The fear of dying came hard as a gale, and I sank into a dark place. I took my eyes away from Jesus. I was reading piles of grim news reports on covid and its treatment, eager to find some comfort. But all the numbers only denied me peace. If only I could find something, a thread I could touch, that would heal me! The woman in the Gospel story found that thread in Jesus' robes, not in the sewing of evidence. Peter found help in the hands of Christ, not in the knowledge of buoyancy. They were experiencing that, even when fear is overwhelming, we can, as Helen Howarth Lemmel said:

Turn our eyes upon Jesus

Look full in His wonderful face

And the things of earth will grow strangely dim

In the light of his glory and grace.

I finally took Jesus' hands, found peace, and started reading much more of Matthew’s Gospel and much less of BBC News. And that was the comfort I needed. Now, instead of the cacophony of news and reports only, sometimes I close my eyes and remember the song.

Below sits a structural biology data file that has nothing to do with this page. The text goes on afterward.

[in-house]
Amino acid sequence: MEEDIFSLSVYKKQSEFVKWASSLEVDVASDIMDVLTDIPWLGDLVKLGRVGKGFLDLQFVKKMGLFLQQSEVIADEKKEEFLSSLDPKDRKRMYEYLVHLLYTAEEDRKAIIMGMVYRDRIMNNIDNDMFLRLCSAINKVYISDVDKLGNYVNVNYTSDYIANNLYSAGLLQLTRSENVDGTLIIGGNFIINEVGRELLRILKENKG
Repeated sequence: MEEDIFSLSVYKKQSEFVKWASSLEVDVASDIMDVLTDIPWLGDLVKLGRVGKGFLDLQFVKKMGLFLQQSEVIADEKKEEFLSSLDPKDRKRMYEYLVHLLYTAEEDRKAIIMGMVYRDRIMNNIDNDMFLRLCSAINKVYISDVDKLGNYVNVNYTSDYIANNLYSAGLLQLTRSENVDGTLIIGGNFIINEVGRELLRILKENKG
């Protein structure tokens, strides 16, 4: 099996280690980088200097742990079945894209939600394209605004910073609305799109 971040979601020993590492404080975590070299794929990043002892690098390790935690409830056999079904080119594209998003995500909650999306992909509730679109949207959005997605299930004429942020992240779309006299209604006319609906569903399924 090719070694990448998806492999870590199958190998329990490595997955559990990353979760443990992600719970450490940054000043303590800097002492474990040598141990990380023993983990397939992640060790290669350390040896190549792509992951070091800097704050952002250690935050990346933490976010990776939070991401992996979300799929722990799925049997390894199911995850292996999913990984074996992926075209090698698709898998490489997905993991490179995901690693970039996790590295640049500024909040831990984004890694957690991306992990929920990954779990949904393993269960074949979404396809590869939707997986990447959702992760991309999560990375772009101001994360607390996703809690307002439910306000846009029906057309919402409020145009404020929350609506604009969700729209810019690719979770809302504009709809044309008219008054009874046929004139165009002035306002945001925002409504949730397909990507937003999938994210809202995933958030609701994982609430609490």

Peace, be still. Peace, be still.



Daniel Ruy Pereira (B.Sc. Life Sciences) is a Christian science teacher in Oldham and the author of the poetry collection Sunset and Blizzard: Experiencing Lent (Resource Publications, 2018). Co-director of Science for the series “In Awesome Wonder” (Connect Methodist Church, Stockport, 2019), sponsored by the Templeton World Charity Foundation and Scientists in Congregations initiative, from St John’s College, Durham.

His book In Awesome Wonder: Bridging Science and Faith was published by Sacristy Press in June 2021. Get you copy here.